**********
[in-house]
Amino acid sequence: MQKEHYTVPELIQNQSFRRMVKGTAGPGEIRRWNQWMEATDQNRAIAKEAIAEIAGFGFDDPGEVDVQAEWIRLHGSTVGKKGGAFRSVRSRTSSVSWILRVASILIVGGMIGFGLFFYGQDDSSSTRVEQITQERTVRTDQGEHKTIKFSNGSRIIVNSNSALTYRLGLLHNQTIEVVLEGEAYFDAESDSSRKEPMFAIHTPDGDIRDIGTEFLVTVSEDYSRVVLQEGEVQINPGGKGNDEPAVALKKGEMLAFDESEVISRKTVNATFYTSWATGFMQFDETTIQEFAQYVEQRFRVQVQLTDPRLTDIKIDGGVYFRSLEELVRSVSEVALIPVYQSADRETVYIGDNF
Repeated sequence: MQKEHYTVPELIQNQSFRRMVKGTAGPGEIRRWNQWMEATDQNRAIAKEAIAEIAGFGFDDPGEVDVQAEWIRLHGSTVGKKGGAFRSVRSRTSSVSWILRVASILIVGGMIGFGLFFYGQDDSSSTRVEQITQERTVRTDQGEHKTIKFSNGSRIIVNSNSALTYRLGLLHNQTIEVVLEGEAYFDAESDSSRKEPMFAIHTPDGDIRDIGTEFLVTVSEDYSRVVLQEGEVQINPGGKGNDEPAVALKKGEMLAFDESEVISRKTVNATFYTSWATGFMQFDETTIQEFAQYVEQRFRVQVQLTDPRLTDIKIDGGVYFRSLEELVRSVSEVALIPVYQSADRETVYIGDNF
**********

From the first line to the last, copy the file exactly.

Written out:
[in-house]
Amino acid sequence: MQKEHYTVPELIQNQSFRRMVKGTAGPGEIRRWNQWMEATDQNRAIAKEAIAEIAGFGFDDPGEVDVQAEWIRLHGSTVGKKGGAFRSVRSRTSSVSWILRVASILIVGGMIGFGLFFYGQDDSSSTRVEQITQERTVRTDQGEHKTIKFSNGSRIIVNSNSALTYRLGLLHNQTIEVVLEGEAYFDAESDSSRKEPMFAIHTPDGDIRDIGTEFLVTVSEDYSRVVLQEGEVQINPGGKGNDEPAVALKKGEMLAFDESEVISRKTVNATFYTSWATGFMQFDETTIQEFAQYVEQRFRVQVQLTDPRLTDIKIDGGVYFRSLEELVRSVSEVALIPVYQSADRETVYIGDNF
Repeated sequence: MQKEHYTVPELIQNQSFRRMVKGTAGPGEIRRWNQWMEATDQNRAIAKEAIAEIAGFGFDDPGEVDVQAEWIRLHGSTVGKKGGAFRSVRSRTSSVSWILRVASILIVGGMIGFGLFFYGQDDSSSTRVEQITQERTVRTDQGEHKTIKFSNGSRIIVNSNSALTYRLGLLHNQTIEVVLEGEAYFDAESDSSRKEPMFAIHTPDGDIRDIGTEFLVTVSEDYSRVVLQEGEVQINPGGKGNDEPAVALKKGEMLAFDESEVISRKTVNATFYTSWATGFMQFDETTIQEFAQYVEQRFRVQVQLTDPRLTDIKIDGGVYFRSLEELVRSVSEVALIPVYQSADRETVYIGDNF